This decision-making process had better be followed with your emotions, and feelings, paying attention to your heart, intuition, and your inner mind. This is more an “art than a process”, and it should be done not only with determination but with honesty, trying to get inner peace, and being authentic and empathic with yourself. This way you won’t regret losing attractive opportunities that could be present just once in a lifetime.

Do you get on the train or not? Read more on the art of decision-making at https://www.newyorker.com/magazine/2019/01/21/the-art-of-decision-making

From Language Barriers to Academic Triumph: Embracing Challenges in Pursuit of Education

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I have faced some hard situations in my life, and in most of them, fortunately, I have dared to take risks.

For example, when I went to study for a Master’s degree in Operational Research at Cambridge University in 1979-1980 following my wife who studied a Ph.D. in Physics. When I went there, my understanding of the English language was so limited.

I could read it, but it was difficult for me to understand people’s talks, then, it was very complicated for me to take classes in English, I must have spent many hours not only studying books to understand the class topics but also complaining and cursing, and then, trying to be in peace again. But I dared and I got the degree.

Having our first son in a foreign country, the UK, with different culture and language, when we were 26, was a big decision to dare, but we must have been determined and faced the situation.

I remember our conversations when we found out that my wife was pregnant, what should we do, how to handle the situation, and how to proceed to finish our studies? It was not easy at the beginning, and the following two years were more difficult because we had no house.

Building Dreams from the Ground Up: Taking Construction Challenges and Embracing Retirement Transitions

I built our house during 1980-1983. When we returned from England in October 1980, we hadn’t any house to live in.

First, we rented, but we decided that it was not worth it for us in the medium and long run; therefore, we decided that the best solution was to build our house in Mexico City. The only problem was that I had not enough money or a father to support us, but I had my job. I should have had enough money before started, and ought to have known some valuable managing human building resources better.  But anyway, I dared to start, I had no other better option.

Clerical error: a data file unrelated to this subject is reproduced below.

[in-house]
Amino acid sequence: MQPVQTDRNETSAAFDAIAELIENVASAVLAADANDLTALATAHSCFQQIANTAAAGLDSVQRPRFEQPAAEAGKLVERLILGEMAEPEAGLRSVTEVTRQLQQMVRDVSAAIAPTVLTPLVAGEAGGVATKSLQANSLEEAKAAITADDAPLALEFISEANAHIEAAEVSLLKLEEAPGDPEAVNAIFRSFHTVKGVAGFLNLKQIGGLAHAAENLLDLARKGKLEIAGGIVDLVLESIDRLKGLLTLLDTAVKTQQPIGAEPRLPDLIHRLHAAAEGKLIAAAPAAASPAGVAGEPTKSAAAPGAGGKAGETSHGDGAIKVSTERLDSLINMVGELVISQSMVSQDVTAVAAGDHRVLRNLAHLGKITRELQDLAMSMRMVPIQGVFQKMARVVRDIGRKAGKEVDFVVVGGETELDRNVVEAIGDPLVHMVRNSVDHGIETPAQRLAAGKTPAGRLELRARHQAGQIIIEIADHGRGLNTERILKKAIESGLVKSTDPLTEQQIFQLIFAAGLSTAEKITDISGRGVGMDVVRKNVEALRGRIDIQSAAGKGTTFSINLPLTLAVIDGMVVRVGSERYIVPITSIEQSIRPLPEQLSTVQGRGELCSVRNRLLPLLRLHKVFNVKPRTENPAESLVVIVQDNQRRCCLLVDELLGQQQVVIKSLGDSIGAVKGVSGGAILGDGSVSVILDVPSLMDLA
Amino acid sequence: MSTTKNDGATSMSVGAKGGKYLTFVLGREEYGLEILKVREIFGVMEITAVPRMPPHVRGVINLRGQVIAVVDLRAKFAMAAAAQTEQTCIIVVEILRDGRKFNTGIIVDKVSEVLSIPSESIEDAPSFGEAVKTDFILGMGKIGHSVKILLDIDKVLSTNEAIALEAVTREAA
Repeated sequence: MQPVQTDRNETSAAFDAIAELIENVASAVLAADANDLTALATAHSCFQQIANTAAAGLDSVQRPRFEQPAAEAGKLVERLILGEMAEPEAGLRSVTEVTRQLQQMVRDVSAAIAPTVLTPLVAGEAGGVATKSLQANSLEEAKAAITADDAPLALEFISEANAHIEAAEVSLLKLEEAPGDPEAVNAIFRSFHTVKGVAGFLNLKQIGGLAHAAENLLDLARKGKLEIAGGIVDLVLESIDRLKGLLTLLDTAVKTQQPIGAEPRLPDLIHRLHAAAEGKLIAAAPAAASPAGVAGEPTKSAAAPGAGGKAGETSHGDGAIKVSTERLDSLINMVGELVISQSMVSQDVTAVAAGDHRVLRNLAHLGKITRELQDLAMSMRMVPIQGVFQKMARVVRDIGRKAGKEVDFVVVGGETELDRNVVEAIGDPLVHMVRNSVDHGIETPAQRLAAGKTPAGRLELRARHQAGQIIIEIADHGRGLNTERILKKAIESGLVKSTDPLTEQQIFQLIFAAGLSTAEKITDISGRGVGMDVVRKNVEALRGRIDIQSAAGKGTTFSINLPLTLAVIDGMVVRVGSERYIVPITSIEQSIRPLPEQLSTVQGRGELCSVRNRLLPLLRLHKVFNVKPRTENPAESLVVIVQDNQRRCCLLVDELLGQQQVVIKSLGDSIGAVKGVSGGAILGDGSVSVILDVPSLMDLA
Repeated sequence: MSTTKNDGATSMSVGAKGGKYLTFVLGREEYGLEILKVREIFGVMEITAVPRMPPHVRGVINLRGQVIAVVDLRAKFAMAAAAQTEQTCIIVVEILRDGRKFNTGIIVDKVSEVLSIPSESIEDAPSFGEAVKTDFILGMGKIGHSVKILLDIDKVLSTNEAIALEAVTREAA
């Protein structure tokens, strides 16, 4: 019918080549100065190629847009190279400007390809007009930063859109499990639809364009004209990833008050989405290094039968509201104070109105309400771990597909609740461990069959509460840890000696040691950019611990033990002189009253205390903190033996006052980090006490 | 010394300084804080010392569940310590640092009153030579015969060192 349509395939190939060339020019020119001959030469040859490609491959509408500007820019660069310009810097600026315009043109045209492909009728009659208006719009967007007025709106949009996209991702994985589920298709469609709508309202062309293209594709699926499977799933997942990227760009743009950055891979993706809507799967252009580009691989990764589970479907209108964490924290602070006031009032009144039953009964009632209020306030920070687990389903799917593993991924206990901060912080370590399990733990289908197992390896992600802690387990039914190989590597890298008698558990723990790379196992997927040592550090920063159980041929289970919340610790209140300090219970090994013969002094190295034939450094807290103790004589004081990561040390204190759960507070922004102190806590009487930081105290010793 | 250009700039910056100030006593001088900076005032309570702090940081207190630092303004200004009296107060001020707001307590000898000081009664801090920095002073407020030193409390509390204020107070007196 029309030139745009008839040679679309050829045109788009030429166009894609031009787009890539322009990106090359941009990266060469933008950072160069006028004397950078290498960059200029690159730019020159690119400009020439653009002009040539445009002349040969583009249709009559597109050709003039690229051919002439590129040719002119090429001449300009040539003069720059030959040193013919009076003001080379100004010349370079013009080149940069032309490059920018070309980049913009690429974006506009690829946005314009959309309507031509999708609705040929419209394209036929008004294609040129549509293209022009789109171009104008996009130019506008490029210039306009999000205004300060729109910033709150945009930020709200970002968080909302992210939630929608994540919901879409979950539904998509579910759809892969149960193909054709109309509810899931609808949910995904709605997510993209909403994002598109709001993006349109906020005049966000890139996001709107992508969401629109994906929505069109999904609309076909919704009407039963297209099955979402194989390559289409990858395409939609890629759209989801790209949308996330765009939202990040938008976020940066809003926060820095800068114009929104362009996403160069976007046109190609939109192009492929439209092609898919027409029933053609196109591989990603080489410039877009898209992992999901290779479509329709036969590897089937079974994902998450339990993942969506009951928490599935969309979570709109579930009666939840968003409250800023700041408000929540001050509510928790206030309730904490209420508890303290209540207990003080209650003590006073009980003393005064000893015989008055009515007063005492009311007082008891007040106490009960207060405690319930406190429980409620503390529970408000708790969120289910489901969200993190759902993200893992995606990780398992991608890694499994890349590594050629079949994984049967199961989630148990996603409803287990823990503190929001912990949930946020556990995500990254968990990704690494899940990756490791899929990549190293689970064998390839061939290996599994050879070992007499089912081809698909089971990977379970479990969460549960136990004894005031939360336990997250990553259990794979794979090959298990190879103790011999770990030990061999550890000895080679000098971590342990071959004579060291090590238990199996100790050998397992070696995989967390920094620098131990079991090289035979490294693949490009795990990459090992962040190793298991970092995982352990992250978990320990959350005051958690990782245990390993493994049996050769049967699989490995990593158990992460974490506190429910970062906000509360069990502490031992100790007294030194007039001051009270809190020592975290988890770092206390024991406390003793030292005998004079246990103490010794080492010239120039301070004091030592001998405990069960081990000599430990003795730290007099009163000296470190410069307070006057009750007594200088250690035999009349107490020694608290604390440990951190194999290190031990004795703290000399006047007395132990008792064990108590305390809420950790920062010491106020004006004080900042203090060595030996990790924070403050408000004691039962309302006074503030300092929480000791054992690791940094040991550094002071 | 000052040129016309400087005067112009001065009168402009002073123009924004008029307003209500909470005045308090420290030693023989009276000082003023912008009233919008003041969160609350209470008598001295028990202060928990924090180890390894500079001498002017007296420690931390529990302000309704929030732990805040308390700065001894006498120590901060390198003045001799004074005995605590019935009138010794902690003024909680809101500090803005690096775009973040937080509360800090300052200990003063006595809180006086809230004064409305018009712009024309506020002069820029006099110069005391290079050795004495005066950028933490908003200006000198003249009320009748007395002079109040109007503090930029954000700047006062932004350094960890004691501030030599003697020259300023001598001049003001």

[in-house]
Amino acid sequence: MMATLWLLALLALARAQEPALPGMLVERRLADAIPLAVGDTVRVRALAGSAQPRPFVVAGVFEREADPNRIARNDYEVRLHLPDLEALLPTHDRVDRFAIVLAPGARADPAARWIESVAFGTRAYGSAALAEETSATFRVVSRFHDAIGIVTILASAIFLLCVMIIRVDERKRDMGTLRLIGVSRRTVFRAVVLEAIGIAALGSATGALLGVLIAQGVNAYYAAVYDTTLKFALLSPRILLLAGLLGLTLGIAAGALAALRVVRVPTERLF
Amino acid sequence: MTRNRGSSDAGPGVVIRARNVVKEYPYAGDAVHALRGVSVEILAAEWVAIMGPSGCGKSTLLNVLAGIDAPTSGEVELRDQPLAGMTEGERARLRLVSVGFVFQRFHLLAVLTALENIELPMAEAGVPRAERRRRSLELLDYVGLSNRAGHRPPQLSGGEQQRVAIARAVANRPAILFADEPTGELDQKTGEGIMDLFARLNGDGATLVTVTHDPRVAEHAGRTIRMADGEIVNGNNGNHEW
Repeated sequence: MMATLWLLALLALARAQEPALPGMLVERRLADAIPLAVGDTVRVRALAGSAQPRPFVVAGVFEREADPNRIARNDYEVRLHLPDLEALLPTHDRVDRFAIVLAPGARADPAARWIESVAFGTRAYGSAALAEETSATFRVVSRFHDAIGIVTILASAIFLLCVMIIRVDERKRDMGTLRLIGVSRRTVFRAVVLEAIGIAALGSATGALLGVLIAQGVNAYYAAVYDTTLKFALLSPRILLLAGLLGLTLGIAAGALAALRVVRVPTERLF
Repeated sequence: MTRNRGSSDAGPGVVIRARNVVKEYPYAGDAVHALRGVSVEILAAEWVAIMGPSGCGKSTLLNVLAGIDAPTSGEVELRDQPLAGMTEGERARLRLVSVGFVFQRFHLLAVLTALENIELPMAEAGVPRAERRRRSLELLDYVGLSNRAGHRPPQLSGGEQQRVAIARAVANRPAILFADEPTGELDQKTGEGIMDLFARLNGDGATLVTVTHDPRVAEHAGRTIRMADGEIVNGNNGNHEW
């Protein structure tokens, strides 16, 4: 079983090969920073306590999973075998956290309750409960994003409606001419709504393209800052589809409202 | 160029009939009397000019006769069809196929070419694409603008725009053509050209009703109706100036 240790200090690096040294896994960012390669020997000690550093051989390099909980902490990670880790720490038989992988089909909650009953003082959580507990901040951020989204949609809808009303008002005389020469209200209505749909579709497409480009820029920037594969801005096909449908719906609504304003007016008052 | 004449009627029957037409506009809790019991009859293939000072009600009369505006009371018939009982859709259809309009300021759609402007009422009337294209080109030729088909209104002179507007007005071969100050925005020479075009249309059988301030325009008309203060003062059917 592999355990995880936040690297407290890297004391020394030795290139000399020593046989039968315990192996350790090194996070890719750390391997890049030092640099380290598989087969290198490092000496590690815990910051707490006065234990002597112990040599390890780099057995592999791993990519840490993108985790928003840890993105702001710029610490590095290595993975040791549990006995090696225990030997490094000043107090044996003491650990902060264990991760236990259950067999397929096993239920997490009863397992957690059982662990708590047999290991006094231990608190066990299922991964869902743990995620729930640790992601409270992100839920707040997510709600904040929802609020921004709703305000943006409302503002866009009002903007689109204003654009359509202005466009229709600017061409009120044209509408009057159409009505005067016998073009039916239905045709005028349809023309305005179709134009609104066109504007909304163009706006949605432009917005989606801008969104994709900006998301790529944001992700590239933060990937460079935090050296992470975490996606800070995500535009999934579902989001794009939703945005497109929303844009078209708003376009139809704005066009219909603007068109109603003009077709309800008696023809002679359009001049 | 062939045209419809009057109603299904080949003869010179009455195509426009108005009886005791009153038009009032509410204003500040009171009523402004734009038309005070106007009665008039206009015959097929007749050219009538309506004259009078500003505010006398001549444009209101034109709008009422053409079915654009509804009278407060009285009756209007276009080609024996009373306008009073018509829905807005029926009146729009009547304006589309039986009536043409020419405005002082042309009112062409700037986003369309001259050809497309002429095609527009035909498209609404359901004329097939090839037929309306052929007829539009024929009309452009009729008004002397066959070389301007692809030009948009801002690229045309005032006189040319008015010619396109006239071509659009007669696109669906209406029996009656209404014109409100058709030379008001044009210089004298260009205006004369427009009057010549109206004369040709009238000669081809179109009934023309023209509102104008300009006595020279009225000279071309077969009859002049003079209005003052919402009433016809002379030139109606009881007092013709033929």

By the time my first son was 3, I had been building about one-third part of the house. I learned a lot, and after some months, I managed as an engineer, to lead the work without an architect, this way, I saved some money. By 1983, I had been learning a lot of building techniques and some managing human building resources too.

At that time, I had finished just the most basic requirements to be able to use the house, but it was enough for us, and I shouldn’t have paid rent anymore.

Building the house took me two and a half years, it was hard working in the mornings and teaching in the afternoons. I worked hard, one day I collapsed three times, once on the bus, and then another two in the streets on my way home, but I did it. Having a house was not only an economic relief but an important factor of emotional stability for me, since then, I have felt secure, and relaxed.

More recently, in January 2016, I requested my retirement, after 40 years working for the Mexican Petroleum Institute. It was a difficult decision to make because I was happy and immersed in my work, but our eldest son had invited us several years before, and he insisted when his daughter was born, and the other two boys were growing every day.

So, I dared to ask for my retirement, it was not an easy topic, because I must have changed my way of living in a different country, but I did it.

From Work to Play: Embracing the Joys and Challenges of Grandparenthood in California

I agree to live in California and help with the three grandchildren. It has been really challenging and somewhat exhausting for seasons, but very comforting to share, live and learn from the children. Once, I went to play soccer and I took the two children with me. I played an entire game, and when I was done, my oldest grandson asked me, are you done yet? Read Soccer Game, Much More Than a Sport – A Memoir by Leopoldo Gomez-Diaz at https://journals-times.com/2022/08/11/it-was-a-soccer-game-that-taught-me-many-valuable-life-lessons/